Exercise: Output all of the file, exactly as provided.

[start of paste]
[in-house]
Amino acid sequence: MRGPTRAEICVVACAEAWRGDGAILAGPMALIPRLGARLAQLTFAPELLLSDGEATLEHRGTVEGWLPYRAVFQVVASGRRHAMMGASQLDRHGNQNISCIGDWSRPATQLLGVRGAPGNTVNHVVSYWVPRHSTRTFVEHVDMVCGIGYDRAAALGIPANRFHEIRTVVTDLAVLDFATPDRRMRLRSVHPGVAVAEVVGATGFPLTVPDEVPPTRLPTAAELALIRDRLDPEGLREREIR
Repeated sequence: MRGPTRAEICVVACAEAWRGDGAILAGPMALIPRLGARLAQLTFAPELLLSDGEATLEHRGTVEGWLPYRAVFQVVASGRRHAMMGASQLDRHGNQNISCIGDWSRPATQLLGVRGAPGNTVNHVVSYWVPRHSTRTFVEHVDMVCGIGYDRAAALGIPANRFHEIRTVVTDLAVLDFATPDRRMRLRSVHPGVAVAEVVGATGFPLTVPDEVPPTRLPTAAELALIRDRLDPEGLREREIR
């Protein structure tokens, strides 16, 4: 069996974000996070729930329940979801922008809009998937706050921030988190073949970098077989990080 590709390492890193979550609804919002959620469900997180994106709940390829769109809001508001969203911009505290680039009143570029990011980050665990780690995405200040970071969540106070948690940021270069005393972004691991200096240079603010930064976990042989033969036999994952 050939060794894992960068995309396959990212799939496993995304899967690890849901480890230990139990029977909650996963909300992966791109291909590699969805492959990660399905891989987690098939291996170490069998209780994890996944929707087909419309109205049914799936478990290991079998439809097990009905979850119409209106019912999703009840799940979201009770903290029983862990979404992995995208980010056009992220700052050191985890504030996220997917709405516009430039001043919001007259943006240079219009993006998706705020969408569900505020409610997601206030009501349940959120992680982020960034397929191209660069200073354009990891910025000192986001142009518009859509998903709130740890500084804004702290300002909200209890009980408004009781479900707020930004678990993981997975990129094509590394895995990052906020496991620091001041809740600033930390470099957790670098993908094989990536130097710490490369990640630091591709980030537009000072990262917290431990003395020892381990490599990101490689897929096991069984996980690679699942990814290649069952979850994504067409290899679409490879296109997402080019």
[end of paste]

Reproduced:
[in-house]
Amino acid sequence: MRGPTRAEICVVACAEAWRGDGAILAGPMALIPRLGARLAQLTFAPELLLSDGEATLEHRGTVEGWLPYRAVFQVVASGRRHAMMGASQLDRHGNQNISCIGDWSRPATQLLGVRGAPGNTVNHVVSYWVPRHSTRTFVEHVDMVCGIGYDRAAALGIPANRFHEIRTVVTDLAVLDFATPDRRMRLRSVHPGVAVAEVVGATGFPLTVPDEVPPTRLPTAAELALIRDRLDPEGLREREIR
Repeated sequence: MRGPTRAEICVVACAEAWRGDGAILAGPMALIPRLGARLAQLTFAPELLLSDGEATLEHRGTVEGWLPYRAVFQVVASGRRHAMMGASQLDRHGNQNISCIGDWSRPATQLLGVRGAPGNTVNHVVSYWVPRHSTRTFVEHVDMVCGIGYDRAAALGIPANRFHEIRTVVTDLAVLDFATPDRRMRLRSVHPGVAVAEVVGATGFPLTVPDEVPPTRLPTAAELALIRDRLDPEGLREREIR
């Protein structure tokens, strides 16, 4: 069996974000996070729930329940979801922008809009998937706050921030988190073949970098077989990080 590709390492890193979550609804919002959620469900997180994106709940390829769109809001508001969203911009505290680039009143570029990011980050665990780690995405200040970071969540106070948690940021270069005393972004691991200096240079603010930064976990042989033969036999994952 050939060794894992960068995309396959990212799939496993995304899967690890849901480890230990139990029977909650996963909300992966791109291909590699969805492959990660399905891989987690098939291996170490069998209780994890996944929707087909419309109205049914799936478990290991079998439809097990009905979850119409209106019912999703009840799940979201009770903290029983862990979404992995995208980010056009992220700052050191985890504030996220997917709405516009430039001043919001007259943006240079219009993006998706705020969408569900505020409610997601206030009501349940959120992680982020960034397929191209660069200073354009990891910025000192986001142009518009859509998903709130740890500084804004702290300002909200209890009980408004009781479900707020930004678990993981997975990129094509590394895995990052906020496991620091001041809740600033930390470099957790670098993908094989990536130097710490490369990640630091591709980030537009000072990262917290431990003395020892381990490599990101490689897929096991069984996980690679699942990814290649069952979850994504067409290899679409490879296109997402080019």